Announcing the Helen B. and Lewis E. Goldstein Scholarship Fund
We’re pleased to announce a new scholarship fund, the Helen B. and Lewis E. Goldstein Scholarship Fund. Helen and Lew were my mom Gail Schlachter’s parents (i.e., my grandparents), who died in 1984 (Lew) and 1988 (Helen). Before her death, my mom set aside some money to create a scholarship in their honor, and I contributed some money as well. We’ve established the scholarship with the Jewish Community Federation of San Francisco, and the first award will be made this year. See the description and application process on the Jewish Federation’s website. The total scholarship amount will be at least $6,800 per year, and here are the eligibility requirements we specified to the federation:
a Jewish full-time student enrolled in an accredited undergraduate or graduate school (i.e., incoming freshman to graduate student) in the United States. Other criteria the scholarship committee may consider as “plus” factors: (1) recipient is an immigrant, or (2) recipient is enrolled in a professional school, especially law, business or library/information science.
All scholarship recipients will get the following statement:
Lewis Goldstein’s family emigrated from Russia, with stops in England and Canada before arriving in Detroit. Helen Goldstein left a shtetl in what is now Poland, traversed on foot across Europe to escape World War I, and arrived in Detroit.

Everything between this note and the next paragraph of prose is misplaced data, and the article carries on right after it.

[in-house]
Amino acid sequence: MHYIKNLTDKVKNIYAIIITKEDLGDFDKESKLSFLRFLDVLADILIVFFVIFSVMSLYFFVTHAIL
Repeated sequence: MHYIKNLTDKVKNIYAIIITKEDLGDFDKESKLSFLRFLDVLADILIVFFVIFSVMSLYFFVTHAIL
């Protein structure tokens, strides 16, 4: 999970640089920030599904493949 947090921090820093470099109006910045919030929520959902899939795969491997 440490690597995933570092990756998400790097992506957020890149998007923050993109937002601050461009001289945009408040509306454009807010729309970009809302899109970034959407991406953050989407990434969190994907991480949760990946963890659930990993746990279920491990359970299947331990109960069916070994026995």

Lewis obtained a law degree from Detroit College of Law and eventually became a civilian government contracts specialist for the U.S. Air Force in California. The Goldsteins had two children, Larry and Gail, who earned advanced degrees and achieved substantial professional success as a lawyer and librarian/publisher. The Goldsteins believed deeply in the value of education (even though Helen never had the privilege of completing her schooling); and though their lifetime earnings were modest, they set aside money to help their five grandchildren pursue their educations.
Their story might sound similar to the stories of thousands of other Eastern European Jews who emigrated to the United States, but it’s a powerful story that deserves retelling. The Goldsteins fled persecution, anti-Semitism and war violence in Europe to find tolerance and economic opportunity in the United States; and through their hard work and investments in education, they provided a better life for their descendants. It means a great deal to the Goldstein family that Helen and Lewis’ legacy includes an investment in your education with the hope it will provide long-term benefits to you and your descendants.
If you are interested in contributing to this fund, please let me know.